Subclinical hyponatremia, hyperkalemia and hypomagnesemia in patients with poorly controlled diabetes mellitus

Diabetes Res Clin Pract. 1989 Sep 18;7(3):163-7. doi: 10.1016/0168-8227(89)90001-6.

Abstract

Diabetes mellitus is associated with disturbances in electrolyte metabolism. We studied 68 patients with insulin-requiring diabetes mellitus followed up in the Home Monitoring Clinic in order to assess the relationship between electrolyte disturbances and severity of diabetes. There is a significant correlation of serum sodium (r = -0.323, P less than 0.01), potassium (r = 0.416, P less than 0.001), magnesium (r = -0.292, P less than 0.02) with fasting glucose. Thus, in patients with high fasting blood glucose, sodium and magnesium tend to be lower while potassium is higher. Among the three parameters, only serum magnesium significantly correlates with the level of hemoglobin A1 (r = -0.356, P less than 0.001) and thus may be related to the long-term control of diabetes. On the other hand, the hyponatremia and hyperkalemia are more likely to be related to short-term metabolic control as reflected by fasting blood glucose. To conclude, minor changes in electrolytes have been found in a group of 68 Chinese patients receiving insulin. There is a remote possibility that these electrolyte changes may influence the chemical events responsible for long-term diabetic complications.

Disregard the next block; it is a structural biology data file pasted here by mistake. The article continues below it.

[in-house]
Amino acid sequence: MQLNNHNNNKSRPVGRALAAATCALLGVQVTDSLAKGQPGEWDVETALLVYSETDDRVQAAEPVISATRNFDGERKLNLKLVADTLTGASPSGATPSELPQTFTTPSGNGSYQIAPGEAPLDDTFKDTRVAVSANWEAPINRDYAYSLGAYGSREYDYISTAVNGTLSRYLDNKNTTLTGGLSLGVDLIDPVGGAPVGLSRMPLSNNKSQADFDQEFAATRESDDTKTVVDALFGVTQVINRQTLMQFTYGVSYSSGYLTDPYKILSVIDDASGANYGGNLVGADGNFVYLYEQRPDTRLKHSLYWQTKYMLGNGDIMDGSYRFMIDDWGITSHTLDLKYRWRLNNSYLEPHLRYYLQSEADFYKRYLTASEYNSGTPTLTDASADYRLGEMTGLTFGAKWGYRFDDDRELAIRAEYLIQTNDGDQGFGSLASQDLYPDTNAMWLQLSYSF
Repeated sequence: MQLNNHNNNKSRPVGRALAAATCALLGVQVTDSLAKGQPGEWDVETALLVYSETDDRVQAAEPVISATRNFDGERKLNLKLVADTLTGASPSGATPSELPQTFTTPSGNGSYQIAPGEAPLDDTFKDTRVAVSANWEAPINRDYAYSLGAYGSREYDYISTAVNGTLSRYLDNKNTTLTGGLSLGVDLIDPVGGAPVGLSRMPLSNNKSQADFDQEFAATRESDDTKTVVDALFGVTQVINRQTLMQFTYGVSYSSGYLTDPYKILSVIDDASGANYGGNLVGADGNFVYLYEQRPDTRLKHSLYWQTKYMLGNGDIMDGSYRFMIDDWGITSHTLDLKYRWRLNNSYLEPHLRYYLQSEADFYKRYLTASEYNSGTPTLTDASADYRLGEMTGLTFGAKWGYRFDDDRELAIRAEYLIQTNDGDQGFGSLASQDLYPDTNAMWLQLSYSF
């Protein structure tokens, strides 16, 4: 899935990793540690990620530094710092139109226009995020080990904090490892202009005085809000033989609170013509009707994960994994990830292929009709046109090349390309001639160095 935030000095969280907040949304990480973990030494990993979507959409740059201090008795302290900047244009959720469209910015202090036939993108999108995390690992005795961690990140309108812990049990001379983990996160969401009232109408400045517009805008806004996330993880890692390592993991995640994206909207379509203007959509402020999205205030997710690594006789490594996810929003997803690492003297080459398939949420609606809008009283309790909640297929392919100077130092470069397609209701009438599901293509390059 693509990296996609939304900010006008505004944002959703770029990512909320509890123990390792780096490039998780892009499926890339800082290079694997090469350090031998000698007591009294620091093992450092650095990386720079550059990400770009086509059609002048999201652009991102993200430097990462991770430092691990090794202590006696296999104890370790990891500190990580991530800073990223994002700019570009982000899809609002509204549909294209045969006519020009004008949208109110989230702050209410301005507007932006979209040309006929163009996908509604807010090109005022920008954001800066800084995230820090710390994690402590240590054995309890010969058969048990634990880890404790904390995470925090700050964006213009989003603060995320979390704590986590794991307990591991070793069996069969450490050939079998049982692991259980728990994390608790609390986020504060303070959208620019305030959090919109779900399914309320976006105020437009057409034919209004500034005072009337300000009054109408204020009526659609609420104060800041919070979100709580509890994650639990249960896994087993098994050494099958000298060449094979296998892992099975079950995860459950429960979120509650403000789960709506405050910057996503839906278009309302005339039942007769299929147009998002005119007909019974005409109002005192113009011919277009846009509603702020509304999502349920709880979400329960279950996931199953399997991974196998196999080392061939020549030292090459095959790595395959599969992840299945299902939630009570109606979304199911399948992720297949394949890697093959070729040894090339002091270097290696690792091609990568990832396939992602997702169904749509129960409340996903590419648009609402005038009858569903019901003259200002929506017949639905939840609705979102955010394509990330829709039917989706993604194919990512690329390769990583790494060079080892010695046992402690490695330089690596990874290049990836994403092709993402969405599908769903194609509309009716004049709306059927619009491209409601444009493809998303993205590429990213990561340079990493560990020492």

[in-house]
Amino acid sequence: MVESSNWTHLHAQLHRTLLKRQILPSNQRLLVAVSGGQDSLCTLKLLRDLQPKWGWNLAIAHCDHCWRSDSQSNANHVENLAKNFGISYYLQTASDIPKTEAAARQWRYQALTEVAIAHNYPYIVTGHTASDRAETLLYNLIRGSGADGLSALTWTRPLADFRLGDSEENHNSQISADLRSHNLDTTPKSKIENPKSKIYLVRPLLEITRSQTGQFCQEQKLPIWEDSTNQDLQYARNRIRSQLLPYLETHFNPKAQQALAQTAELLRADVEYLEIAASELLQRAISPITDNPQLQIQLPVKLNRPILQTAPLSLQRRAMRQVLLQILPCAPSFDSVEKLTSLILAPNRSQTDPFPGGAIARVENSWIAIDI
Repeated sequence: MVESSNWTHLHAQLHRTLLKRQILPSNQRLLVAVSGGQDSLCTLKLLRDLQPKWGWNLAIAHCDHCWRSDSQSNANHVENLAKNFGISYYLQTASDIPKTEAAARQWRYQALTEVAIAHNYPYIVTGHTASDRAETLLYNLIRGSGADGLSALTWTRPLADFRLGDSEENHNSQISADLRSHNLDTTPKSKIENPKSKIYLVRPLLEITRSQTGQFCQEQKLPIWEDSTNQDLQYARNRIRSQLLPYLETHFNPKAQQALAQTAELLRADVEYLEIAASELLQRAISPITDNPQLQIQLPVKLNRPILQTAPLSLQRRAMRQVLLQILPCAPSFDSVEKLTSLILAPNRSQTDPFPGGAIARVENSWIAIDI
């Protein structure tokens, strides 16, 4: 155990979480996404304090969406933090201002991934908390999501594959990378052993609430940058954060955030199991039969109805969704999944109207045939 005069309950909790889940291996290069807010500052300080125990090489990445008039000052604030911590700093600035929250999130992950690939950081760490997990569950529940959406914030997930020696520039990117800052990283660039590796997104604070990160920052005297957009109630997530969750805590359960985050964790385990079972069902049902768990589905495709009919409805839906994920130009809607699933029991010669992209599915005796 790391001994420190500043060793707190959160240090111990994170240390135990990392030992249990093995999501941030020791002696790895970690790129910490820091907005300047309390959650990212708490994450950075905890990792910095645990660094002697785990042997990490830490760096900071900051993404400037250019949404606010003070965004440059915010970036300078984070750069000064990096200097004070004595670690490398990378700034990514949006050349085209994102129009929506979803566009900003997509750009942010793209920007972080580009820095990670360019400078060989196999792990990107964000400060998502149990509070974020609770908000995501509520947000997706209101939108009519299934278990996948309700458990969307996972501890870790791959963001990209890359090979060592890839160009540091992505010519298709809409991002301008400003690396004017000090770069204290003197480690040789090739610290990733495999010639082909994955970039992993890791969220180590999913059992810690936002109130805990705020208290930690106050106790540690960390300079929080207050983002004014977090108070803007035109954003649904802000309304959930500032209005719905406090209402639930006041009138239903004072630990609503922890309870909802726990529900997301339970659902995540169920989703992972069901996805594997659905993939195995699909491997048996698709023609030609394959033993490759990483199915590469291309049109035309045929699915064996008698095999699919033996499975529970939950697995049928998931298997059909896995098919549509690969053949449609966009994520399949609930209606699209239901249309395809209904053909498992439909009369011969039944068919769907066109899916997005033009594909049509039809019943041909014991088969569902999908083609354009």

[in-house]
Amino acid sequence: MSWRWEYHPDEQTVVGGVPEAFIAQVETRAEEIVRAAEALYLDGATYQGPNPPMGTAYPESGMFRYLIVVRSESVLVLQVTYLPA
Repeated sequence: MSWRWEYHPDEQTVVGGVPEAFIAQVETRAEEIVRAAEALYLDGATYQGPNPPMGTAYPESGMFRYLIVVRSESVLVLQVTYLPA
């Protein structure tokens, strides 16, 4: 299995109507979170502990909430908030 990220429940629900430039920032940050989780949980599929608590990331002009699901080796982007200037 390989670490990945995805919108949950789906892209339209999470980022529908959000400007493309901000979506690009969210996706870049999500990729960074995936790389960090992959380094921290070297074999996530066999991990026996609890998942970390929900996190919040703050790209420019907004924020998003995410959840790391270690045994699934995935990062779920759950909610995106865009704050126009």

MeSH terms

  • Blood Glucose / analysis
  • Diabetes Mellitus, Type 1 / complications*
  • Fasting / blood
  • Glycated Hemoglobin A / analysis
  • Humans
  • Hyperkalemia / etiology*
  • Hyponatremia / etiology*
  • Magnesium / blood*
  • Potassium / blood
  • Sodium / blood

Substances

  • Blood Glucose
  • Glycated Hemoglobin A
  • Sodium
  • Magnesium
  • Potassium